Tuesday, July 12, 2011

The Excremental and Sacramental: More Gems from Wolfe's Letters

I'm continuing to enjoy Thomas Wolfe's Letters. They hearken back to an epistolary age that is lost, when the letter had all the potential to be an essay, a short story, a travelogue, a memoir. Our emails will never be the same.

Here are just a couple of snippets Wolfe wrote from Europe in 1928. Consider, for example, this prescient observation about the coming dynamics of globalization:

"The things you and I have liked best in Europe--the grand pictures, the buildings, and so on--belong mostly to an order of things that has gone: the world--the world that has to eat and drink and labor--is probably being 'Americanized.' At least, they groan about it, and deprecate it, but I think they earnestly want it for themselves. To be 'Americanized' is simply to be industrialized in the most complete and serviceable fashion."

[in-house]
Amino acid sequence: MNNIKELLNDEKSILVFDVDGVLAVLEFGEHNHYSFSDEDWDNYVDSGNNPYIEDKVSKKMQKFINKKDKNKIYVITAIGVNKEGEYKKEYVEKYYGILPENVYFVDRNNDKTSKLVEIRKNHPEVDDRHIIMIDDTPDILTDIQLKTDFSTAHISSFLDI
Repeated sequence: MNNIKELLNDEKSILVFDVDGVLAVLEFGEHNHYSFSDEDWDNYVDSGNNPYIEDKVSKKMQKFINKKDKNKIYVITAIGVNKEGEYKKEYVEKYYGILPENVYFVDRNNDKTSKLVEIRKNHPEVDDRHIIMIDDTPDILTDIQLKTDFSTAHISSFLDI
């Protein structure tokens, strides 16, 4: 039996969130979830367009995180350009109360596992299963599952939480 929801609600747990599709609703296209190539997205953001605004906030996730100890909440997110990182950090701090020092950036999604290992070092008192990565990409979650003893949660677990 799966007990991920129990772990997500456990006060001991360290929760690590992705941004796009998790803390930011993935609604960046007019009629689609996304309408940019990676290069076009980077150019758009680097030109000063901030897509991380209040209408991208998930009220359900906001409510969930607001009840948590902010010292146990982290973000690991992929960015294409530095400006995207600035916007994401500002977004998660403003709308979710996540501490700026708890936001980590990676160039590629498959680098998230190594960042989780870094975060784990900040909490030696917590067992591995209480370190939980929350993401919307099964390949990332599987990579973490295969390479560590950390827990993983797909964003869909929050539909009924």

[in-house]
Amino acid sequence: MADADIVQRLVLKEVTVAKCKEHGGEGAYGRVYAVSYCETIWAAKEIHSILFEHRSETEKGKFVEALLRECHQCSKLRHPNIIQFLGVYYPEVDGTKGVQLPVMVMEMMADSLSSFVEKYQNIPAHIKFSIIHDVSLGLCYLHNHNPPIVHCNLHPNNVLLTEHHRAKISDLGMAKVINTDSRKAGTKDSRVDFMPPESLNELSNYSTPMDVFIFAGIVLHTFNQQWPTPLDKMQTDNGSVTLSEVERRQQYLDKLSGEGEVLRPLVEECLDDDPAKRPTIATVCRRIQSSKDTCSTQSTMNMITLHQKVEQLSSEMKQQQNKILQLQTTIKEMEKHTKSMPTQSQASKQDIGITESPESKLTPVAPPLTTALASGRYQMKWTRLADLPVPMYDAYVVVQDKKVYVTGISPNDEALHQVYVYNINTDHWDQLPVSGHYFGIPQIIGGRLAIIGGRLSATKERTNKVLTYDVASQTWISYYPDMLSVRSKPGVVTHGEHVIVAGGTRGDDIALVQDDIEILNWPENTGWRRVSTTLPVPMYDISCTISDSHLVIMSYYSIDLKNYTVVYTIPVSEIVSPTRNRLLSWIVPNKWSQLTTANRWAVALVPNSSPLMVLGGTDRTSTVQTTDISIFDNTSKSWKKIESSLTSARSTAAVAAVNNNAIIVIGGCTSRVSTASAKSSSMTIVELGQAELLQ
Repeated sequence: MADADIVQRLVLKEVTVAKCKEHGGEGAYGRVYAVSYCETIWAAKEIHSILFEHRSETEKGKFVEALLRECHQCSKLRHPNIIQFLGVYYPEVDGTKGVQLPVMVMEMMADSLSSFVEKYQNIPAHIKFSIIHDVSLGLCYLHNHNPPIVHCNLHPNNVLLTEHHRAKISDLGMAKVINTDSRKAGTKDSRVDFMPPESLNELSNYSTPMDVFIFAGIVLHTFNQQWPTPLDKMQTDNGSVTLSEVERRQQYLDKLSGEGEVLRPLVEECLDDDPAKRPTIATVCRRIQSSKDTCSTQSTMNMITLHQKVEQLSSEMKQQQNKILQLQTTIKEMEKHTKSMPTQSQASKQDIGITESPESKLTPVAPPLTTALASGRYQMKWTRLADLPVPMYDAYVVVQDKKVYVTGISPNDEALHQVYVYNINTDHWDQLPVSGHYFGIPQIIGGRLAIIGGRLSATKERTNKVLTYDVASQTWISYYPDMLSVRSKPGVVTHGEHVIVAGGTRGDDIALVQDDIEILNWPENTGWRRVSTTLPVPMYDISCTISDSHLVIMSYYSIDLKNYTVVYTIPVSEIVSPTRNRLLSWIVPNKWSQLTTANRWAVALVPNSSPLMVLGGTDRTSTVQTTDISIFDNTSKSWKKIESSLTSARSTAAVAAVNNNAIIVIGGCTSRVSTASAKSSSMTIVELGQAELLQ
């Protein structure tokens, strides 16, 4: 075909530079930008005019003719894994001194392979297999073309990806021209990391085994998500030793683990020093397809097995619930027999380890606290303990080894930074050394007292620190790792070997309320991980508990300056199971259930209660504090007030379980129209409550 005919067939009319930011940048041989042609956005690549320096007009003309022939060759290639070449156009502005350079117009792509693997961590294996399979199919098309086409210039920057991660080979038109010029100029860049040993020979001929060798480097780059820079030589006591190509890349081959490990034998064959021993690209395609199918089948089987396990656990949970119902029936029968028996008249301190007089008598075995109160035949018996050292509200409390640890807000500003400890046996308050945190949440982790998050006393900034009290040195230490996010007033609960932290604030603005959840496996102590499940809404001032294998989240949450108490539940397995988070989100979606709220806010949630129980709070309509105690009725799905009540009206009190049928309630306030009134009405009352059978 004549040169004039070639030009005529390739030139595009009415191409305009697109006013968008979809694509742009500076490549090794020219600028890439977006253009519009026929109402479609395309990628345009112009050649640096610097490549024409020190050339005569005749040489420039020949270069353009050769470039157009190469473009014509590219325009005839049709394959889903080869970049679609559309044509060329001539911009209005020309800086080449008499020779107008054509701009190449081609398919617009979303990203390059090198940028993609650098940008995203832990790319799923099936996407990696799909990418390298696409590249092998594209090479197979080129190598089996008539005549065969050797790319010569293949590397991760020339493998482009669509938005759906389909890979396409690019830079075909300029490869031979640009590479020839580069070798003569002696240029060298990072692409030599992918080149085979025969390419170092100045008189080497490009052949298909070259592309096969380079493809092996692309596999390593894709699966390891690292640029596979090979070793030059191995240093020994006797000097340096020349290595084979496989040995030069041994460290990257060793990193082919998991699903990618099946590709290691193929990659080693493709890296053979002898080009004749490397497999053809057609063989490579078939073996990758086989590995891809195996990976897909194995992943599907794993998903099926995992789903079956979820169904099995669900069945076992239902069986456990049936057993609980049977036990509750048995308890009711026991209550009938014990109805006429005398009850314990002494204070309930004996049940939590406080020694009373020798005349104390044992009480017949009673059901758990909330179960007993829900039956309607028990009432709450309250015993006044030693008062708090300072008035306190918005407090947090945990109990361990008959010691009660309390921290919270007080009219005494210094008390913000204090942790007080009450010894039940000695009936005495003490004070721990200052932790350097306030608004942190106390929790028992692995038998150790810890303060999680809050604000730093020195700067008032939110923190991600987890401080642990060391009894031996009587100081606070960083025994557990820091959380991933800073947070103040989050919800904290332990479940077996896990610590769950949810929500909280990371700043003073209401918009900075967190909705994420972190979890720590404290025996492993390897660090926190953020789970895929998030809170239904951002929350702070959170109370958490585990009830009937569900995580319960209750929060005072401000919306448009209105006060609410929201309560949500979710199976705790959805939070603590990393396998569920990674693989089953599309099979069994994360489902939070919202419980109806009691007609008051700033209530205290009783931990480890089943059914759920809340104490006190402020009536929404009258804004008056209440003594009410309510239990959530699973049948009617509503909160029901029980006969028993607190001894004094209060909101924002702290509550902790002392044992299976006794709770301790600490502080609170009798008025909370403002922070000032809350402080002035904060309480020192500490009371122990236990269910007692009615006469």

Or this culmination of his description of a church service in rural Hungary, sort of oozing with a weird blend of the sacramental and excremental which, oddly, makes sense:

"Nowhere have I ever seen the simple animal nature of men so plainly as in this church--I kep thinking of this as they all stood there with their smell of the stable, hearing of their kinship to God."